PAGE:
LP Magazine

MAY-JUN 2019

LP magazine publishes articles for loss prevention, asset protection, and retail professionals covering shrinkage, investigations, shoplifting, internal theft, fraud, technology, best practices, and career development.

Issue link: http://digital.lpportal.com/i/1121134

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Page 21 of 84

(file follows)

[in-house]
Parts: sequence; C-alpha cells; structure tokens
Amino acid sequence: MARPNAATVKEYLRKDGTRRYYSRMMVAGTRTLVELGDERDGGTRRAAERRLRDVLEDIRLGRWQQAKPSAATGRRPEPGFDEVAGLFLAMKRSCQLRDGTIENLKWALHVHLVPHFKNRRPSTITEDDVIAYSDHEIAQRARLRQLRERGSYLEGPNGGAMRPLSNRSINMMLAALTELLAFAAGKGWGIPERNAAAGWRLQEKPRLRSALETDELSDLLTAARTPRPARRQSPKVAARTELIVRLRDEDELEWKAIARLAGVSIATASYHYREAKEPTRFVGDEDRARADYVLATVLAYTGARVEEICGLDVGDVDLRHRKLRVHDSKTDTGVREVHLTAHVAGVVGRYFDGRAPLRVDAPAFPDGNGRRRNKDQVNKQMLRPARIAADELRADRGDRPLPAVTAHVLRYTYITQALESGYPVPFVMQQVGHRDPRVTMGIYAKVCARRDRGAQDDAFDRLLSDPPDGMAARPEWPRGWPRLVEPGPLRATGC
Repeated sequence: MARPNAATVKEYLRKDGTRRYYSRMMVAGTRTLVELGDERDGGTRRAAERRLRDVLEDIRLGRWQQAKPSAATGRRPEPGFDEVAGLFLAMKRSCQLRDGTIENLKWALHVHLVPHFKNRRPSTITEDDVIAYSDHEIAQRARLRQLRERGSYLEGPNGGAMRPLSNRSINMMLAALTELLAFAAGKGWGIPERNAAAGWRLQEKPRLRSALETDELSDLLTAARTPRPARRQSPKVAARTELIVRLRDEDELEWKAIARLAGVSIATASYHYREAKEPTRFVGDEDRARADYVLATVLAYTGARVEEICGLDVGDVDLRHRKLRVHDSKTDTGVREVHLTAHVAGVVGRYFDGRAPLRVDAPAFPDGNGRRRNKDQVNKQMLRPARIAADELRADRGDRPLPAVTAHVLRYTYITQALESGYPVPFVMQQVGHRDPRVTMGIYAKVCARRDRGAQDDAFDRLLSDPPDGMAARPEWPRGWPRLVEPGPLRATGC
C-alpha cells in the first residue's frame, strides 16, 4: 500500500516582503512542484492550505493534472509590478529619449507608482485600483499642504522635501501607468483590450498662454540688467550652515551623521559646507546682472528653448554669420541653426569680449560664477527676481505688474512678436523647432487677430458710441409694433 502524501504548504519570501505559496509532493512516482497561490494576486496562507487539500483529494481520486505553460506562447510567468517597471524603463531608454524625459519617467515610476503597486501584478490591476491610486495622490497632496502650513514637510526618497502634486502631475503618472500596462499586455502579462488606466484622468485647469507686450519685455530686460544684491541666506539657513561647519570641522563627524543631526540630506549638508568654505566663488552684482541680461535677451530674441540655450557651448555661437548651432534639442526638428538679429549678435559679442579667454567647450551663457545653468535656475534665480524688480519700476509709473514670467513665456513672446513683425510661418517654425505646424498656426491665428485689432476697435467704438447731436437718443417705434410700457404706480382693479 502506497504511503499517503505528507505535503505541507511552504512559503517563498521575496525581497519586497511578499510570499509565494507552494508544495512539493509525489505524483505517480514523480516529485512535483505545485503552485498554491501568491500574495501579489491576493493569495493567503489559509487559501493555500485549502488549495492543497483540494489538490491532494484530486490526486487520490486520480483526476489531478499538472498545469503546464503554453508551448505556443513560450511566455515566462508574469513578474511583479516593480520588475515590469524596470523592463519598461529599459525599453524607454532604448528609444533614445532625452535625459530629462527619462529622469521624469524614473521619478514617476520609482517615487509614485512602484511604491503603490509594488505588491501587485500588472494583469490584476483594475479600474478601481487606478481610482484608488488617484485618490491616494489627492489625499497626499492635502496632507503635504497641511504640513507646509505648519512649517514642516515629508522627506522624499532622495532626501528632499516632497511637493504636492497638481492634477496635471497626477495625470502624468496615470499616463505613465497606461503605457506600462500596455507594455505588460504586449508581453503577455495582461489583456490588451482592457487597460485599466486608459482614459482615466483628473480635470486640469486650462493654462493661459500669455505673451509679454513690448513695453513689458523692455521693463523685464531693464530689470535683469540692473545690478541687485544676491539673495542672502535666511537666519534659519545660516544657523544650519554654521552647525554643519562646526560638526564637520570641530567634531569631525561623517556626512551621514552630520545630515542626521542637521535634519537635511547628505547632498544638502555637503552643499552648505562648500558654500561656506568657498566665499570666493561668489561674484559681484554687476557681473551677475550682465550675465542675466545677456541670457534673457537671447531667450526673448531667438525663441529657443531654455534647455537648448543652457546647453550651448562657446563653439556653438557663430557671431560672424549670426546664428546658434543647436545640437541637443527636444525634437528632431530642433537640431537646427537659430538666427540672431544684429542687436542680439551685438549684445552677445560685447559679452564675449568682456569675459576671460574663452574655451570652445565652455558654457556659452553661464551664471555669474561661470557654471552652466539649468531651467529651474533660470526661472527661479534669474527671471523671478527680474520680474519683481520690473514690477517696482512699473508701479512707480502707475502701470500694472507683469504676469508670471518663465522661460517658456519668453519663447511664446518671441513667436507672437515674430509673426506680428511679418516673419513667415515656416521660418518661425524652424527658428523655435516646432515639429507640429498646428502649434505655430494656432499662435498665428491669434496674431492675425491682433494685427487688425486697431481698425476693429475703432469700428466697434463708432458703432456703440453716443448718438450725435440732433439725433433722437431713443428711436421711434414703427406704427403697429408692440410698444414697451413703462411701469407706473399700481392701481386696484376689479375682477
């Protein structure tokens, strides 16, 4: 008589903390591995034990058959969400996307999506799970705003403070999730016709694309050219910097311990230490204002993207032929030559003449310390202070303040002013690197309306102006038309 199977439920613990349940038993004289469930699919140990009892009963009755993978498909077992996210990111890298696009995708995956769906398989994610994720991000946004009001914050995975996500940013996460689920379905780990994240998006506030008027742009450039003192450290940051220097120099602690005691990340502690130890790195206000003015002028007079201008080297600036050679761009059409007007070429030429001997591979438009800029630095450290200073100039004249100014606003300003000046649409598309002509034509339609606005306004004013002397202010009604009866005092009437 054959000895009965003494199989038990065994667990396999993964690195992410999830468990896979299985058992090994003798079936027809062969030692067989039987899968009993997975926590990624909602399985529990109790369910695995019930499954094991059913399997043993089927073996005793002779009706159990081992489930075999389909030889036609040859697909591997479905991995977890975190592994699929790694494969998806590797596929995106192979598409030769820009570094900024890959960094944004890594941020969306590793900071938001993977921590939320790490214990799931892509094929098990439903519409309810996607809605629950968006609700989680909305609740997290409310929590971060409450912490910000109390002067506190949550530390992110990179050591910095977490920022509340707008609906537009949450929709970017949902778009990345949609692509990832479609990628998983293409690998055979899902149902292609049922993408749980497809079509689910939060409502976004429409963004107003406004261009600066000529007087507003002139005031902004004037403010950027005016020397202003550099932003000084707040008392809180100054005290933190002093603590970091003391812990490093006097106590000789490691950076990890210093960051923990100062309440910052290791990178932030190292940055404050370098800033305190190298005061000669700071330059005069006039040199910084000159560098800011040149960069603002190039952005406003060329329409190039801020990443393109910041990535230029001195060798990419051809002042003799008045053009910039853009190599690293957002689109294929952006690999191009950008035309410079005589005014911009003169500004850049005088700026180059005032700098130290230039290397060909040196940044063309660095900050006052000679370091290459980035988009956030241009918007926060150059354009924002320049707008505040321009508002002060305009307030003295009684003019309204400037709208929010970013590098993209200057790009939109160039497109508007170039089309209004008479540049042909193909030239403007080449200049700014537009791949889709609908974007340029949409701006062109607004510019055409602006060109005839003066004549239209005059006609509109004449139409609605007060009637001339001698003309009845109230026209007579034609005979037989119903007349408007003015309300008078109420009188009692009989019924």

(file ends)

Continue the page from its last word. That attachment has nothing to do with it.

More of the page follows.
TOOLS AND TRAINING HELP LP TEAMS PUNCH BACK AGAINST VIOLENCE shoplifters to better prevent the incident from turning into disruptive behavior, and we worked with them to redesign their approach. It started with the language they used and to call them 'customers' instead of 'shoplifters,' 'suspects,' or 'criminals.'" Like several other experts, Stanley noted that violence has always been part of the retail risk environment, and that while it's not entirely clear if danger has truly increased or not, coverage in the 24/7 news cycle has caused it to get more attention in the C-suite. He thinks one undeniable development, however, is the attitude of shoplifters. In the past, when apprehended, thieves were far more likely to act caught. "What retailers are seeing more and more is a difference in their willingness to engage, and to turn around and attack a store employee or LP agent," said Stanley. "It's almost like, 'How dare you try to stop me from committing a crime?' As if they consider it a sign of disrespect." Part of an effective training program may require a retailer to update their "customer is always right" approach. "If I'm a sales associate, and the customer is always right regardless of what the customer is doing, I am going to feel powerless," explained Stanley. "You want employees to connect with their customers, but they are going to be looking to disconnect if they believe they are powerless in any conflict that might arise." In broad terms, retailers need to position store associates and LP staff to succeed—and to avoid setting them up to fail. For example, the new UK survey, which included employee interviews, suggested that some store policies are actively encouraging problems by "rewarding" aggressive customers with vouchers after an incident or a complaint. "What we want to do is ensure that people have the tools they need if they have to engage, to have training that supports store policies, and to have expectations clearly stated," said Stanley. "That will help them to remain as safe as possible." Helpful concepts for employees to understand include the idea that language can put customers on the defensive, from explanations that treat them like children ("those are the rules") to specific trigger words that can set people off. Stanley noted that disruptive behavior by a customer often has "an unmet demand" at its core, which includes a customer who feels he or she is being treated rudely or disrespected. "And now I react to that, and immediately we're off to the races," he said. "We have to be careful to not overinflate the issue, but we want to make sure there is an understanding of the connection between lower-level aggression and extreme violence," said Stanley. "When you look at extreme violence you often see that perceived rudeness preceded it, which is not to say that every time someone feels disrespected that they will come in with a gun, but when those events do occur there is often a sense of being wronged in some way that sparked it." 22 of the top 25 Retailers rely on CAP Index for their crime risk forecasting. You're responsible for protecting your people, places, and bottom line from crime. Make smart, defensible decisions with our CRIMECAST® data, providing solutions for risk assessment, resource allocation, and security protocols. VISIT US AT CAPINDEX.COM TO SEE HOW YOU CAN OUTSMART CRIME KNOW YOUR CRIME RISK At your store. In transit. On the doorstep. 21 LP MAGAZINE | MAY–JUNE 2019

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